# Decomposition of a permutation into increasing subsequences

Given a permutation $$P$$, the goal is to decompose this permutation into $$k$$ increasing subsequences $$L_1,L_2,\ldots,L_k$$, such that every element in $$P$$ appears exactly once in some increasing subsequence and one cannot decompose $$P$$ into $$k' increasing subsequences. $$|L_1|\geq |L_2|\ldots \geq |L_k|$$.

The value $$k$$ is known to be length of the longest decreasing subsequence in $$P$$.

There may be several decompositions of $$P$$, however a decomposition $$L_1,\dots,L_k$$ is said to be an ideal decomposition if for every $$i\le k$$ and every disjoint increasing subsequences $$L'_1,\dots,L'_i$$, we have $$|L'_1|+\dots+|L'_i|\le|L_1|+\dots+|L_i|$$.

(Question a):- How much time is needed to find an ideal decomposition?

Example :- Say the permutation $$P=[1,7,8,2,9,3,6,5,4]$$.

Then

$$L_1= 1,7,8,9$$

$$L_2=2,3,6$$

$$L_3=5$$

$$L_4=4$$

$$P$$ cannot be decomposed into 3 or lesser increasing subsequences, because it contains the subsequence 9654 and no two of these integers can belong to the same increasing subsequence.

$$L_1,L_2,L_3,L_4$$ is an ideal decomposition of $$P$$, because

1. if we have to choose only one increasing subsequence from $$P$$, then its maximum length is $$|L_1|=4$$
2. if we have to choose only two increasing subsequences from $$P$$, then their maximum total length is $$|L_1+L_2|=7$$ ... and so on.

$$P$$ also has another ideal decomposition which is as follows

$$L_1= 1,2,3,6$$

$$L_2=7,8,9$$

$$L_3=5$$

$$L_4=4$$

Bonus question:- Can this ideal decomposition be maintained dynamically in $$o(n)$$ time under insertion of the following type.

If $$|P|=n$$, then $$n+1$$ is inserted in $$P$$ (to get $$P'$$) possibly at any index and data structure would now reflect the new ideal decomposition of $$P'$$. Initially $$P=1$$. For example if $$P=[1,7,8,2,9,3,6,5,4]$$, then $$P'$$ can be [1,7,$$\textbf{10}$$,8,2,9,3,6,5,4]

This question is closely related to Young's tableau and Greene's theorem. I believe that this might be a well studied problem. Just need some references. Thanks in advance.

• I can't make any sense of the definition. What does $L_1\ge L_2\ge\dots$ mean? What does it mean "if we need to choose" - choose for what purpose? Why would we need to do that? What does it mean "choosing the list $L_1,\dots,L_i$ would maximize the sum $L_1+\dots+L_k$" - is the $L_1,\dots,L_i$ a different list from the "ideal one"? If so, why does $L_1+\dots+L_k$ end in $L_k$ rather than $L_i$? What properties the newly chosen list has to satisfy? And what does $L_1+\dots+L_k$ mean in the first place? I'm completely lost. Commented Jul 16, 2022 at 8:22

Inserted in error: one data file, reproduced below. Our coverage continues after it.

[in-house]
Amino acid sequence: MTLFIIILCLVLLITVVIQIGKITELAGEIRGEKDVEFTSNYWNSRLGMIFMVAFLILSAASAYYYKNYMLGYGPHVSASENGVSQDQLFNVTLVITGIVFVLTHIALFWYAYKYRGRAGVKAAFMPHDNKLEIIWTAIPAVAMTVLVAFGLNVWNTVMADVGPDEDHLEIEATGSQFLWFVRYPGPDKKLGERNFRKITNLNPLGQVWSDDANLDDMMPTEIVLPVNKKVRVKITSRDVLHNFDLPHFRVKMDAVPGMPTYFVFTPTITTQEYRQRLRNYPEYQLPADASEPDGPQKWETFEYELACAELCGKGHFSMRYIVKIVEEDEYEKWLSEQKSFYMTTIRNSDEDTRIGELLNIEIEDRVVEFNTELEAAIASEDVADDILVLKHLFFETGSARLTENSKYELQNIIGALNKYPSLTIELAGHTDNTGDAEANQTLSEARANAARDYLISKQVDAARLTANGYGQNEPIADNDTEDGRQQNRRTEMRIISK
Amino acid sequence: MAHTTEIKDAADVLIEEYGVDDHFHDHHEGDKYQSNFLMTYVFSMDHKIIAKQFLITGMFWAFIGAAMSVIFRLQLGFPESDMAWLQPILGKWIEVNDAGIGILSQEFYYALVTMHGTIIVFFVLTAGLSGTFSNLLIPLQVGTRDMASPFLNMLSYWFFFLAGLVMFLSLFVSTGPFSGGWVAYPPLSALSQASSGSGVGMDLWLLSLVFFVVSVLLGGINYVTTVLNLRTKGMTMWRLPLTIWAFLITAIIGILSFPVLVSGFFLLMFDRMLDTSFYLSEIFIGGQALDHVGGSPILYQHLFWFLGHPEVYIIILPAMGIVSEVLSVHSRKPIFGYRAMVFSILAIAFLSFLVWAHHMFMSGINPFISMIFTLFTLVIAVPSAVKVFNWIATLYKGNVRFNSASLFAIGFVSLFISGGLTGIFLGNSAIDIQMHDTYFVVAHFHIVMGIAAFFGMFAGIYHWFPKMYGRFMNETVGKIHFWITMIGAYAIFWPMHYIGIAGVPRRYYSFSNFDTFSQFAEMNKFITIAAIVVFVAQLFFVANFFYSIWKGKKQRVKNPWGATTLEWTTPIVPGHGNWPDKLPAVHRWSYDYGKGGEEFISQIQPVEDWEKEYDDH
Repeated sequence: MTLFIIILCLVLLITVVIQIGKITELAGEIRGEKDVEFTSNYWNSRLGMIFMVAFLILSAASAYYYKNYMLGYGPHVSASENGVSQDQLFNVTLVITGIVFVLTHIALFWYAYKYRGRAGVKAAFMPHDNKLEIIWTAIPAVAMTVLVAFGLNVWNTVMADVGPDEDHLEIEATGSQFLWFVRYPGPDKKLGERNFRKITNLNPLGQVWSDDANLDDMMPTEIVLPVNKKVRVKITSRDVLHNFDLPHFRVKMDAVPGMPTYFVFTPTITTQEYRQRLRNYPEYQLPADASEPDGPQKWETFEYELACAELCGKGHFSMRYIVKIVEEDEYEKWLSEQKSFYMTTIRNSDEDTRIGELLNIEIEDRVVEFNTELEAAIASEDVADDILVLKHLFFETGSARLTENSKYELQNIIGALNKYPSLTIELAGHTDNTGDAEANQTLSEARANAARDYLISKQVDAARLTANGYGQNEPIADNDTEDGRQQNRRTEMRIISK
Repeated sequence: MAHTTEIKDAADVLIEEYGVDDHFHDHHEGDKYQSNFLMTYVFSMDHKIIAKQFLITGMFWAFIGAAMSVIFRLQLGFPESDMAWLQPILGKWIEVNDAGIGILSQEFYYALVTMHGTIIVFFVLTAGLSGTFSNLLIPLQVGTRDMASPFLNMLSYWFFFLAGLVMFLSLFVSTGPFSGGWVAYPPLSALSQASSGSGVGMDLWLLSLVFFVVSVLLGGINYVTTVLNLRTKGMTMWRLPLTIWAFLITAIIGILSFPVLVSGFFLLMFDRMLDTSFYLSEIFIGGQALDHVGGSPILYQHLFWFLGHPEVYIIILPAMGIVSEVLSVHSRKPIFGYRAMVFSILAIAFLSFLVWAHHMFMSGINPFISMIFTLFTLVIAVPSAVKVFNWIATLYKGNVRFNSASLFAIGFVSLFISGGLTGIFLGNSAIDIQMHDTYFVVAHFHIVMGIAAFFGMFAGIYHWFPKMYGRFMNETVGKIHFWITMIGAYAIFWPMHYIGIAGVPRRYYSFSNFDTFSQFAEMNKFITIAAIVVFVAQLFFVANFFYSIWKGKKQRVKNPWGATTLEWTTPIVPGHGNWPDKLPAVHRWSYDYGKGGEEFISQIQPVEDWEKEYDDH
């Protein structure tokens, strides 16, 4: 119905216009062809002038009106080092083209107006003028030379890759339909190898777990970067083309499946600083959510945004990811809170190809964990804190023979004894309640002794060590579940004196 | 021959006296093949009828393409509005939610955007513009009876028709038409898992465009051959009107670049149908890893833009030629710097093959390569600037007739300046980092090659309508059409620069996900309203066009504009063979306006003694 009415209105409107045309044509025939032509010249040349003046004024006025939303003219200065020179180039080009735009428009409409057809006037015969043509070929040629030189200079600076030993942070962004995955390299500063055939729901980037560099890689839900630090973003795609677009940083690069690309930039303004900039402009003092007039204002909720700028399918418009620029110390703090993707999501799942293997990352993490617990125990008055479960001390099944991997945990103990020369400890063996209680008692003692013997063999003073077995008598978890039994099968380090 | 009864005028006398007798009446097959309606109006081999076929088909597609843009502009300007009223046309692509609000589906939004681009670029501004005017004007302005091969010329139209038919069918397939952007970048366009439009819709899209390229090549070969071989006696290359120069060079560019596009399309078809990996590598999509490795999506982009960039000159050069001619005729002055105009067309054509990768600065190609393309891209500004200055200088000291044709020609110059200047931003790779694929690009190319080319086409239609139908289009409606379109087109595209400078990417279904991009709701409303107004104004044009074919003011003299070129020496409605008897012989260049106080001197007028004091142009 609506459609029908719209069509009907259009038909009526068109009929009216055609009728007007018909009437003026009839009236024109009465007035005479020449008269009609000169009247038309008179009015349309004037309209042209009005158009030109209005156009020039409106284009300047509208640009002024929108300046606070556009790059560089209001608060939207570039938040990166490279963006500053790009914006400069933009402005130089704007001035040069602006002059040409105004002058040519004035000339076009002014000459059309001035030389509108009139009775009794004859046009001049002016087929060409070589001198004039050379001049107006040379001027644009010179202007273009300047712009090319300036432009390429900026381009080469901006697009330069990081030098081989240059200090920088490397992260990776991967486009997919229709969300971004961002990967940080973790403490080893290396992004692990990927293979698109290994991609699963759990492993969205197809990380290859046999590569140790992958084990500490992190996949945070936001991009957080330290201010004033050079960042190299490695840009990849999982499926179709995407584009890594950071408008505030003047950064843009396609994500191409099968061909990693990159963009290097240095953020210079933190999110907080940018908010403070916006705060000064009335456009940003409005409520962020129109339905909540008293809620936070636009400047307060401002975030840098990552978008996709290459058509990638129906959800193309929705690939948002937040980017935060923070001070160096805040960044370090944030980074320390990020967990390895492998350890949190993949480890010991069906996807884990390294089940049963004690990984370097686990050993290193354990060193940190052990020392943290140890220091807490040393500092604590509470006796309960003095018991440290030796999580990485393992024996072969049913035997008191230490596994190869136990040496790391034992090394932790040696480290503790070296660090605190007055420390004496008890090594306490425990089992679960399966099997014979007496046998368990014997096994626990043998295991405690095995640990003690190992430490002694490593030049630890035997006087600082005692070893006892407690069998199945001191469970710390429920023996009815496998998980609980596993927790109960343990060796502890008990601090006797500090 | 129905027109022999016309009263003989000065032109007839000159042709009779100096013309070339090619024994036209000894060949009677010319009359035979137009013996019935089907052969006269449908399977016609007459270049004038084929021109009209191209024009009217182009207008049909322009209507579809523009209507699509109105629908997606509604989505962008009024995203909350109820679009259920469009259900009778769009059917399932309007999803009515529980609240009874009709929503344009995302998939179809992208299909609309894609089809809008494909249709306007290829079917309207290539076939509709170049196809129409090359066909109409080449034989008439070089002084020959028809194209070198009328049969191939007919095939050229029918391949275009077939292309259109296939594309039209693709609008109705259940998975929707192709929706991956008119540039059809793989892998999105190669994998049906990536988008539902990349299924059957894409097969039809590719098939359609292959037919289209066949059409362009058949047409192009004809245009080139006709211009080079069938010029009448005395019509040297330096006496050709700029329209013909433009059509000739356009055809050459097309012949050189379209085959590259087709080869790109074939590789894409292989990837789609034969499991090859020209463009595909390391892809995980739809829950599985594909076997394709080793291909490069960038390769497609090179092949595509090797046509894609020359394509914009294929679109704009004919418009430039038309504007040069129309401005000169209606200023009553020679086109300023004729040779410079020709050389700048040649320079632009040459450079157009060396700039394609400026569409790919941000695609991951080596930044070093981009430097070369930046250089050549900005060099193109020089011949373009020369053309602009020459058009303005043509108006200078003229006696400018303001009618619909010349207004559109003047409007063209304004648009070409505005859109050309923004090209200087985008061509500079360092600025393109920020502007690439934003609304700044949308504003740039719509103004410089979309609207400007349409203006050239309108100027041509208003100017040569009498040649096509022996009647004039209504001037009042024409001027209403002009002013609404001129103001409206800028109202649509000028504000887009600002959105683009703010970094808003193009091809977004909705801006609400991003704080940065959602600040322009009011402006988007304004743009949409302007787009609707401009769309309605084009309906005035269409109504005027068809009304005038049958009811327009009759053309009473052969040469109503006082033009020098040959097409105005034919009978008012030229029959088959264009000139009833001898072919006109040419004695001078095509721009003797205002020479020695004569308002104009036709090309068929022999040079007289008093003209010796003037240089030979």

• If this is a previously studied problem, please give a reference to a comprehensible definition. Commented Jul 16, 2022 at 9:14
• @ Emil:- The related problem of LIS and Young's tableau have been quite well-studied. William Fulton wrote a textbook on Young's tableau which captures a lot of the topics mentioned above. I have also explained the example and clarified the notation abuse. $L_1$ was referring to the increasing subsequence as well as its length. I have rectified that abuse. "need to choose", because there is a correspondence between this type of definition for ideal decomposition and the structure of a Young's tableau constructed from a permutation $P$ using Schensted's insertion.
– Vk1
Commented Jul 16, 2022 at 12:19
• I tried to guess the intended definition of ideal decomposition from the example, and edited the post accordingly. Let me know if I misunderstood anything. Commented Jul 16, 2022 at 14:48
• Thank you for the clarifications Prof Emil Jerabek, however Prof Peter Shor figured out that my question was wrong. However, I am grateful for your time.
– Vk1
Commented Jul 16, 2022 at 17:49

You seem to be assuming that an ideal decomposition exists for all permutations. It does not.

Consider the permutation

6 2 4 8 10 1 3 7 9 5.

The maximum length increasing subsequence is 4. If you take
$$L_1$$ = 2 4 8 10,
$$L_2$$ = 1 3 7 9,
then you get $$| L_1 + L_2| = 8.$$

This is the only way of getting two increasing subsequences whose lengths add to $$8$$, because neither $$6$$ nor $$5$$ can be in an increasing subsequence of length 4.

You can also decompose the whole permutation into three increasing subsequences

$$M_1$$ = 6 8 10,
$$M_2$$ = 2 4 7 9,
$$M_3$$ = 1 3 5.

But it is impossible to add an increasing subsequence of length $$2$$ to the subsequences $$L_1$$ and $$L_2$$.

If ideal decompositions of permutations into increasing subsequences existed for all permutations, they would probably be well-studied. However, they don't.

You could ask for an algorithm to determine whether an ideal decomposition exists, and if it does, to find one. I don't know if you would be interested in such an algorithm, or whether this problem has been studied. In any case, this would probably be better posed in a new cstheory.SE question rather than editing this one.

• Never been so happy to be wrong. Thank you Professor Peter Shor.
– Vk1
Commented Jul 16, 2022 at 17:42